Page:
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Rachel Martin is the host of Weekend Edition Sunday.
Prior to moving into the host position in the fall of 2012, Martin started as National Security Correspondent for NPR in May 2010. In that position she covered both defense and intelligence issues. She traveled regularly to Iraq and Afghanistan with the Secretary of Defense, reporting on the US wars and the effectiveness of the Pentagon's counterinsurgency strategy. Martin also reported extensively on the changing demographic of the US military – from the debate over whether to allow women to fight in combat units – to the repeal of Don't Ask Don't Tell. Her reporting on how the military is changing also took her to a US Air Force base in New Mexico where the military for a rare look at how the military trains drone pilots.
Martin was part of the team that launched NPR's experimental morning news show, The Bryant Park Project, based in New York — a two-hour daily multimedia program that she co-hosted with Alison Stewart and Mike Pesca.
In 2006-2007, Martin served as NPR's religion correspondent. Her piece on Islam in America was awarded "Best Radio Feature" by the Religion News Writers Association in 2007. As one of NPR's reporters assigned to cover the Virginia Tech massacre that same year, she was on the school's campus within hours of the shooting and on the ground in Blacksburg, Va., covering the investigation and emotional aftermath in the following days.
Based in Berlin, Germany, Martin worked as a NPR foreign correspondent from 2005-2006. During her time in Europe, she covered the London terrorist attacks, the federal elections in Germany, the 2006 World Cup and issues surrounding immigration and shifting cultural identities in Europe.
Her foreign reporting experience extends beyond Europe. Martin has also worked extensively in Afghanistan. She began reporting from there as a freelancer during the summer of 2003, covering the reconstruction effort in the wake of the U.S. invasion. In fall 2004, Martin returned for several months to cover Afghanistan's first democratic presidential election. She has reported widely on women's issues in Afghanistan, the fledgling political and governance system and the US-NATO fight against the insurgency. She has also reported from Iraq, where she covered U.S. military operations and the strategic alliance between Sunni sheiks and the U.S. military in Anbar province.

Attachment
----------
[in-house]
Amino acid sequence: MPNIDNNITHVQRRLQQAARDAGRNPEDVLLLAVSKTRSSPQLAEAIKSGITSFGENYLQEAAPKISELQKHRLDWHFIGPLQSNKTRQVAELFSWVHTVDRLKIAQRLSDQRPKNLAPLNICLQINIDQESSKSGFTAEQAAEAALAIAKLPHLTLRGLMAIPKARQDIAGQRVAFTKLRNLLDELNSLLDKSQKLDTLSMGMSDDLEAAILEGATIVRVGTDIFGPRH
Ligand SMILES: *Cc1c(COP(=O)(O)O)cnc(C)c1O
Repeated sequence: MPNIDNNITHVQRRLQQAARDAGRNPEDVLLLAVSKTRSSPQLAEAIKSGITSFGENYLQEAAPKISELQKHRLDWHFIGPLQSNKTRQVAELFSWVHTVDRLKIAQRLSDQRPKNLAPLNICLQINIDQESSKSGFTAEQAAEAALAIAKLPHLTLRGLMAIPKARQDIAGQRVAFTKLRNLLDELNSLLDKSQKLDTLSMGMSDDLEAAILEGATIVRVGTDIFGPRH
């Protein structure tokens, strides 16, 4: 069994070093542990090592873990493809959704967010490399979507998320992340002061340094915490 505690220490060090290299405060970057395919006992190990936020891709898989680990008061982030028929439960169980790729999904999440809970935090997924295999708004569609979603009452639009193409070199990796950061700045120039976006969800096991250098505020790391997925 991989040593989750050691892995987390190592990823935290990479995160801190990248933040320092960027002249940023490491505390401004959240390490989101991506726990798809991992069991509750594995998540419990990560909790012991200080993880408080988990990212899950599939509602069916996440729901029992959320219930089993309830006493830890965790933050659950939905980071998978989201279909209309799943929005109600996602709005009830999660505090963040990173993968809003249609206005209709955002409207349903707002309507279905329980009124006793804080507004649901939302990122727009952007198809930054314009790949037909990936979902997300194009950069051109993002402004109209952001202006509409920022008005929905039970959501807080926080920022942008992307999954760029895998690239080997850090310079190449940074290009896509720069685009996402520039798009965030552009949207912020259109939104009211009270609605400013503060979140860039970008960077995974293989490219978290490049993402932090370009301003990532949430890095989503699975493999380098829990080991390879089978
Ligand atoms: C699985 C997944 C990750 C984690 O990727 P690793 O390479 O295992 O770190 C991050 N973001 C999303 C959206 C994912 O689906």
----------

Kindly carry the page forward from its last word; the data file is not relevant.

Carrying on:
Martin started her career at public radio station KQED in San Francisco, as a producer and reporter.
She holds an undergraduate degree in political science from the University of Puget Sound in Tacoma, Washington, and a Master's degree in International Affairs from Columbia University.
Nina has been reporting for VPR since 1996, primarily focusing on the Rutland area. An experienced journalist, Nina covered international and national news for seven years with the Voice of America. She has also served as a foreign correspondent in Germany, for both the VOA and Marketplace, public radio's business news program. She began her career at Wisconsin Public Radio. In 2006, Nina was honored with a national Edward R. Murrow Award for her investigative reporting on VPR.
Tom Moon has been writing about pop, rock, jazz, blues, hip-hop and the music of the world since 1983.
He is the author of the New York Times bestseller 1000 Recordings To Hear Before You Die (Workman Publishing), and a contributor to other books including The Final Four of Everything.
A saxophonist whose professional credits include stints on cruise ships and several tours with the Maynard Ferguson orchestra, Moon served as music critic at the Philadelphia Inquirer from 1988 until 2004. His work has appeared in Rolling Stone, GQ, Blender, Spin, Vibe, Harp and other publications, and has won several awards, including two ASCAP-Deems Taylor Music Journalism awards. He has contributed to NPR's All Things Considered since 1996.